Facebook Made Me Do It
Seven lies we tell ourselves about social networking.
By Raina Kelley
Newsweek Web Exclusive

Everybody loves to complain about Facebook. But I've been wading through all the nonstop commentary over the last few weeks and I've made a startling discovery. Everybody also lies about why they use Facebook. After exhaustive research, here are the Seven Lies You Tell Yourself About Facebook.

1. I Only Friend People I Really Know: Stop pretending you have standards; you will friend anyone. You would accept Bernie Madoff if he asked. You want your friend count to be sky-high. That's why I accept all sorts of people I haven't seen in 20 years and couldn't pick out of a line-up. I refuse to have one less friend than my arch nemesis from college. I will not tolerate a lower count than my annoying colleague who sucks her teeth in meetings whenever I say anything. Admit it, you're no better than I am—how many of your "friends" would you invite to your house?

2. Facebook Made Me Do It: Facebook didn't make you tell all 1,384 of your friends that you once had chlamydia. Facebook didn't hold your hand onto the mouse and force you to type: "Josh is in favor of slapping geese and women," as one of your "25 random things" and it certainly didn't waterboard you into asking everyone what their slave name is. Psychiatrists call this "externalizing blame." It's a way to lay-off shame and self-loathing onto somebody (or something) else so you can feel better about yourself. I once wrote, "Raina is feeling like the cat's meow," and hated Facebook for days because of it. I know now that it was nobody else's fault but my own.

3. Wall-to-Wall Flirting Isn't Cheating: Just because it's called "social networking" with "friends" doesn't make hard-core online flirting OK. Do not try and tell me that you were surprised when your boyfriend left you after he read your pornographic wall-to-wall with his cousin. Also: stop sending your assistant cute virtual gifts. Virtual gifting counts. In fact, it's probably not appropriate for you to be "friending" her or the cute summer intern in the first place. Same thing goes for wall-to-wall stalking the love of your 7th grade life. Online harassment is just as bad as the bricks and mortar kind.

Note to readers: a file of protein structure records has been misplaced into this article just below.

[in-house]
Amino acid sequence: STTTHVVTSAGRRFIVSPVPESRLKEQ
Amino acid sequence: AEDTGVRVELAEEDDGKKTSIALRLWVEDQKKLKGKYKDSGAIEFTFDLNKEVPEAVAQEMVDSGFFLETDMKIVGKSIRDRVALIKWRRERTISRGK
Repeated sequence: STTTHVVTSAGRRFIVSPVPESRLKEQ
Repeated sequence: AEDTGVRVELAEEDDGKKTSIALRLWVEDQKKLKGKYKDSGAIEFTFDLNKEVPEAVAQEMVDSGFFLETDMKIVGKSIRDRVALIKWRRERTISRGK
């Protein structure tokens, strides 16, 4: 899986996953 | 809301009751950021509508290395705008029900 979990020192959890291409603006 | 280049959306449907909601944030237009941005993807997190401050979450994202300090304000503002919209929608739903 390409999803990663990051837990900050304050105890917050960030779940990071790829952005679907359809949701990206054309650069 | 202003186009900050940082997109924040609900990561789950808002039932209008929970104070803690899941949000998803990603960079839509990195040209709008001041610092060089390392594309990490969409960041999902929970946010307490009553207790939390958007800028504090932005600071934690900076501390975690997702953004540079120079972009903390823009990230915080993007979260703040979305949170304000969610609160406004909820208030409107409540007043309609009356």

4. I Use Facebook to Keep in Touch With People: No, the truth is you're nosy. Admit it. You scour the profiles of other people for the same reason I do. You want to know their business. Facebook isn't addictive—your desire to know what other people are up to is addictive. The over-sharing thrills you. I know I'm hooked. Don't you hunt through your friends' walls looking for any scrap of information that will produce that warm tingly schadenfreude feeling?

Facebook is our own personal reality show and our friends are the stars. What else besides "American Idol" or "Project Runway" allows you to be so judgmental while wearing pajamas? If people stopped revealing ridiculous stuff about themselves in their status updates, "Rock of Love" would be your "guilty pleasure" instead. You know you're dying to discover your college roommate lives in a trailer in his mom's backyard. I literally cried from joy when I saw that an ex-boyfriend was sporting a comb-over.

5. I'm Soooo Over Facebook: Come on. You love Facebook for exactly the reasons you pretend to hate it ... it's the Big Thing. And we're not falling for that ironic distancing pose you've been adopting lately. We know you spend hours looking for former girlfriends or that guy who you loved from freshman psych but didn't have the courage to talk to. I tried to act all Margaret Meadish when I first joined Facebook ("It's a classic example of mass hysteria inspired by our collective need to be famous. Blah, blah, blah.") But everybody knew I wasn't on there doing social anthropology. I was on there because I wanted to snicker at that girl I went to elementary school with who reports every single one of the eight pomegranate martinis she drinks every night.